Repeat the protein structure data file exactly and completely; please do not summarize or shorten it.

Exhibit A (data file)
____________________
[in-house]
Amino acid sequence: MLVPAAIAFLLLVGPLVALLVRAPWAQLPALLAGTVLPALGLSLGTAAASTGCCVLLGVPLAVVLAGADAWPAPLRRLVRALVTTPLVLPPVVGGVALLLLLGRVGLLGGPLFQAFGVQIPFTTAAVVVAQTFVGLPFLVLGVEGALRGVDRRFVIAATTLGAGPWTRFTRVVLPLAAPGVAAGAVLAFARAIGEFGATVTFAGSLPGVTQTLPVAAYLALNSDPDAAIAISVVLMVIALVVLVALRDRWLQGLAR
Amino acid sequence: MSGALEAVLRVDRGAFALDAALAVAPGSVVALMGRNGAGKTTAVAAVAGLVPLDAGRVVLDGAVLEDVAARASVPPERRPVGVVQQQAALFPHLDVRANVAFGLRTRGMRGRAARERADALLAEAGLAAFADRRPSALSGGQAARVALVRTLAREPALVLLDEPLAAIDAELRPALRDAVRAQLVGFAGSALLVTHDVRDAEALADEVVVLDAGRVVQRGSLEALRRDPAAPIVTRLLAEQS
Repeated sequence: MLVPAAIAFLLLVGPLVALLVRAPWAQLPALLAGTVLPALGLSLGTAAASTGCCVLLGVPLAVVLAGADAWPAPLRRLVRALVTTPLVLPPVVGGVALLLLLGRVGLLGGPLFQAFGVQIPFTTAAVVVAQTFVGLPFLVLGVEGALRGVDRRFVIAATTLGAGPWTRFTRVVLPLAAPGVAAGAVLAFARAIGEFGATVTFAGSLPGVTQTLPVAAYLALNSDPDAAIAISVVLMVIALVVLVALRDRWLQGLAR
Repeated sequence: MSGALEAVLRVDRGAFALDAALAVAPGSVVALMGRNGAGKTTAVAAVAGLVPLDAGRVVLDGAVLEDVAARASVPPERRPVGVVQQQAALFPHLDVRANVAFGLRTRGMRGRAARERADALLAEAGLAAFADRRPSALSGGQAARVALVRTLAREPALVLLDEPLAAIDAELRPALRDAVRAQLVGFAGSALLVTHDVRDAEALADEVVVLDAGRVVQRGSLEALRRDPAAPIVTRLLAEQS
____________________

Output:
[in-house]
Amino acid sequence: MLVPAAIAFLLLVGPLVALLVRAPWAQLPALLAGTVLPALGLSLGTAAASTGCCVLLGVPLAVVLAGADAWPAPLRRLVRALVTTPLVLPPVVGGVALLLLLGRVGLLGGPLFQAFGVQIPFTTAAVVVAQTFVGLPFLVLGVEGALRGVDRRFVIAATTLGAGPWTRFTRVVLPLAAPGVAAGAVLAFARAIGEFGATVTFAGSLPGVTQTLPVAAYLALNSDPDAAIAISVVLMVIALVVLVALRDRWLQGLAR
Amino acid sequence: MSGALEAVLRVDRGAFALDAALAVAPGSVVALMGRNGAGKTTAVAAVAGLVPLDAGRVVLDGAVLEDVAARASVPPERRPVGVVQQQAALFPHLDVRANVAFGLRTRGMRGRAARERADALLAEAGLAAFADRRPSALSGGQAARVALVRTLAREPALVLLDEPLAAIDAELRPALRDAVRAQLVGFAGSALLVTHDVRDAEALADEVVVLDAGRVVQRGSLEALRRDPAAPIVTRLLAEQS
Repeated sequence: MLVPAAIAFLLLVGPLVALLVRAPWAQLPALLAGTVLPALGLSLGTAAASTGCCVLLGVPLAVVLAGADAWPAPLRRLVRALVTTPLVLPPVVGGVALLLLLGRVGLLGGPLFQAFGVQIPFTTAAVVVAQTFVGLPFLVLGVEGALRGVDRRFVIAATTLGAGPWTRFTRVVLPLAAPGVAAGAVLAFARAIGEFGATVTFAGSLPGVTQTLPVAAYLALNSDPDAAIAISVVLMVIALVVLVALRDRWLQGLAR
Repeated sequence: MSGALEAVLRVDRGAFALDAALAVAPGSVVALMGRNGAGKTTAVAAVAGLVPLDAGRVVLDGAVLEDVAARASVPPERRPVGVVQQQAALFPHLDVRANVAFGLRTRGMRGRAARERADALLAEAGLAAFADRRPSALSGGQAARVALVRTLAREPALVLLDEPLAAIDAELRPALRDAVRAQLVGFAGSALLVTHDVRDAEALADEVVVLDAGRVVQRGSLEALRRDPAAPIVTRLLAEQS